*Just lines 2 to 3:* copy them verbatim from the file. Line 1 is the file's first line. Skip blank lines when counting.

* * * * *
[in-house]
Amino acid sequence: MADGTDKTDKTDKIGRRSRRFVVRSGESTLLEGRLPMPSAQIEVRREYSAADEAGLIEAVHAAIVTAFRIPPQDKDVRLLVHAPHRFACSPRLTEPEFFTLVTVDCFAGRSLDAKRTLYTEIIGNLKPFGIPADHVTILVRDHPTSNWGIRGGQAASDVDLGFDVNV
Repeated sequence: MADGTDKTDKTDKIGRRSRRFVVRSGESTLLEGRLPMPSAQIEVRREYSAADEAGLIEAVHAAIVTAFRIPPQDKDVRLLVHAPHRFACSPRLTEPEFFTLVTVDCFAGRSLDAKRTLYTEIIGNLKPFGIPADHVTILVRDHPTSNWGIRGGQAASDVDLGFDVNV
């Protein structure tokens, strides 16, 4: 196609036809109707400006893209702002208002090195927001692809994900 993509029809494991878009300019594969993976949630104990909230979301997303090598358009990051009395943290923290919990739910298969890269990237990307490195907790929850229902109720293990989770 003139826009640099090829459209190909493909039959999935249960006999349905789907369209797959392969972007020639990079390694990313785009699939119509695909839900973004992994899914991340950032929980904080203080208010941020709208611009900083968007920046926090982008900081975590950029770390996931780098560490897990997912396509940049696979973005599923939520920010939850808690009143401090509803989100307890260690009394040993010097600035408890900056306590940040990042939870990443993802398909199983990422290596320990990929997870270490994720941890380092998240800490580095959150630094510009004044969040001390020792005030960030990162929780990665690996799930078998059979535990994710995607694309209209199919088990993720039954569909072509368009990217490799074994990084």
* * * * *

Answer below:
Amino acid sequence: MADGTDKTDKTDKIGRRSRRFVVRSGESTLLEGRLPMPSAQIEVRREYSAADEAGLIEAVHAAIVTAFRIPPQDKDVRLLVHAPHRFACSPRLTEPEFFTLVTVDCFAGRSLDAKRTLYTEIIGNLKPFGIPADHVTILVRDHPTSNWGIRGGQAASDVDLGFDVNV
Repeated sequence: MADGTDKTDKTDKIGRRSRRFVVRSGESTLLEGRLPMPSAQIEVRREYSAADEAGLIEAVHAAIVTAFRIPPQDKDVRLLVHAPHRFACSPRLTEPEFFTLVTVDCFAGRSLDAKRTLYTEIIGNLKPFGIPADHVTILVRDHPTSNWGIRGGQAASDVDLGFDVNV